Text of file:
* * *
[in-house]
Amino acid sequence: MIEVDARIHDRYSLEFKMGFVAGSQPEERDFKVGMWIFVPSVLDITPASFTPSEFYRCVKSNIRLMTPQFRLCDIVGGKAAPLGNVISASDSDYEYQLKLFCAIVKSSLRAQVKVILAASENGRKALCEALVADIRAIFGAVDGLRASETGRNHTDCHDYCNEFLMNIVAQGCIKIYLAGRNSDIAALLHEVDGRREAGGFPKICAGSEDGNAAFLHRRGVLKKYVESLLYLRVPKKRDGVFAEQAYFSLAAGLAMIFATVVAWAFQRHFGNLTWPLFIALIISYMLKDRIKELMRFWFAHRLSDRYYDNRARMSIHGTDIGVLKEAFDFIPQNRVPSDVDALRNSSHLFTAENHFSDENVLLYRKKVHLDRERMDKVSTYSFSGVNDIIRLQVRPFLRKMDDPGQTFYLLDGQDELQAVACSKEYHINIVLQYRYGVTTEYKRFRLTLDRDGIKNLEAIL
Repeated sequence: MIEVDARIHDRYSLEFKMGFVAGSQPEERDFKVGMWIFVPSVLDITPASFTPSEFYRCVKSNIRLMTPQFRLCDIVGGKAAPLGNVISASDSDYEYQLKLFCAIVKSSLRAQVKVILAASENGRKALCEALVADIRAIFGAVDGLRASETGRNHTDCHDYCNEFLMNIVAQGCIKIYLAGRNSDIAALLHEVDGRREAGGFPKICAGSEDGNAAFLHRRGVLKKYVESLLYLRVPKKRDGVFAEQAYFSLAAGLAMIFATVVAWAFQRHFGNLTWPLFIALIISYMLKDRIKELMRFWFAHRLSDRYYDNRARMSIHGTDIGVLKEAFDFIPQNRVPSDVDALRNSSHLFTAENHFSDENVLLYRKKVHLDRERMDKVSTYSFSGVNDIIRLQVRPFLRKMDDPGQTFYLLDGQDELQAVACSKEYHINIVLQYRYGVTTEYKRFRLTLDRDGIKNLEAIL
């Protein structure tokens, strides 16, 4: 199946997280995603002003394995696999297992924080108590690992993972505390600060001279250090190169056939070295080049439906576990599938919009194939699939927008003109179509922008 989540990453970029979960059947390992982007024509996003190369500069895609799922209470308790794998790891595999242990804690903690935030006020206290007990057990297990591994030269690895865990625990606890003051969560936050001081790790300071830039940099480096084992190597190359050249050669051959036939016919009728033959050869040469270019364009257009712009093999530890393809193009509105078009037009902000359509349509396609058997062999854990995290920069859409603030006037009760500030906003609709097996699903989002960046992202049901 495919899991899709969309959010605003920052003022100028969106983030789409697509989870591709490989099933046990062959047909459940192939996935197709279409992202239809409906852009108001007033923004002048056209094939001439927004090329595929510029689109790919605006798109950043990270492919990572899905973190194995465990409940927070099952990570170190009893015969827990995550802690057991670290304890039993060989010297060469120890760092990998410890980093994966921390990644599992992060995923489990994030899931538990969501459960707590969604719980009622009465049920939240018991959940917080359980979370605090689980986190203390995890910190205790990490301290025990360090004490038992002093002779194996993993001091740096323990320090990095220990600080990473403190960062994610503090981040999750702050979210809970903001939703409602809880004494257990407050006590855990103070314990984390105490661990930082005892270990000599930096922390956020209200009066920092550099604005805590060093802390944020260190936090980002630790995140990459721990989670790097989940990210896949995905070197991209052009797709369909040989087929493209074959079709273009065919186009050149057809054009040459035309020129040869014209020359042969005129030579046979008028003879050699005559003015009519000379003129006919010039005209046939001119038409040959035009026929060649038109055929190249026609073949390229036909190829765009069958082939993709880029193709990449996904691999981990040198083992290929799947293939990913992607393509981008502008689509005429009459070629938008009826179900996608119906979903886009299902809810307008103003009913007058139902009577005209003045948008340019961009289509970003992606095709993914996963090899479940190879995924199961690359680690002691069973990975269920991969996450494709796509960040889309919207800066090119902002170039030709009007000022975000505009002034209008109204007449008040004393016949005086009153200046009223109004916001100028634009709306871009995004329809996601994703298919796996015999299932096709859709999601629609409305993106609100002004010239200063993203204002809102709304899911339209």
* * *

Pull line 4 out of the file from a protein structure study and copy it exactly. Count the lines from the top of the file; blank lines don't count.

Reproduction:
């Protein structure tokens, strides 16, 4: 199946997280995603002003394995696999297992924080108590690992993972505390600060001279250090190169056939070295080049439906576990599938919009194939699939927008003109179509922008 989540990453970029979960059947390992982007024509996003190369500069895609799922209470308790794998790891595999242990804690903690935030006020206290007990057990297990591994030269690895865990625990606890003051969560936050001081790790300071830039940099480096084992190597190359050249050669051959036939016919009728033959050869040469270019364009257009712009093999530890393809193009509105078009037009902000359509349509396609058997062999854990995290920069859409603030006037009760500030906003609709097996699903989002960046992202049901 495919899991899709969309959010605003920052003022100028969106983030789409697509989870591709490989099933046990062959047909459940192939996935197709279409992202239809409906852009108001007033923004002048056209094939001439927004090329595929510029689109790919605006798109950043990270492919990572899905973190194995465990409940927070099952990570170190009893015969827990995550802690057991670290304890039993060989010297060469120890760092990998410890980093994966921390990644599992992060995923489990994030899931538990969501459960707590969604719980009622009465049920939240018991959940917080359980979370605090689980986190203390995890910190205790990490301290025990360090004490038992002093002779194996993993001091740096323990320090990095220990600080990473403190960062994610503090981040999750702050979210809970903001939703409602809880004494257990407050006590855990103070314990984390105490661990930082005892270990000599930096922390956020209200009066920092550099604005805590060093802390944020260190936090980002630790995140990459721990989670790097989940990210896949995905070197991209052009797709369909040989087929493209074959079709273009065919186009050149057809054009040459035309020129040869014209020359042969005129030579046979008028003879050699005559003015009519000379003129006919010039005209046939001119038409040959035009026929060649038109055929190249026609073949390229036909190829765009069958082939993709880029193709990449996904691999981990040198083992290929799947293939990913992607393509981008502008689509005429009459070629938008009826179900996608119906979903886009299902809810307008103003009913007058139902009577005209003045948008340019961009289509970003992606095709993914996963090899479940190879995924199961690359680690002691069973990975269920991969996450494709796509960040889309919207800066090119902002170039030709009007000022975000505009002034209008109204007449008040004393016949005086009153200046009223109004916001100028634009709306871009995004329809996601994703298919796996015999299932096709859709999601629609409305993106609100002004010239200063993203204002809102709304899911339209």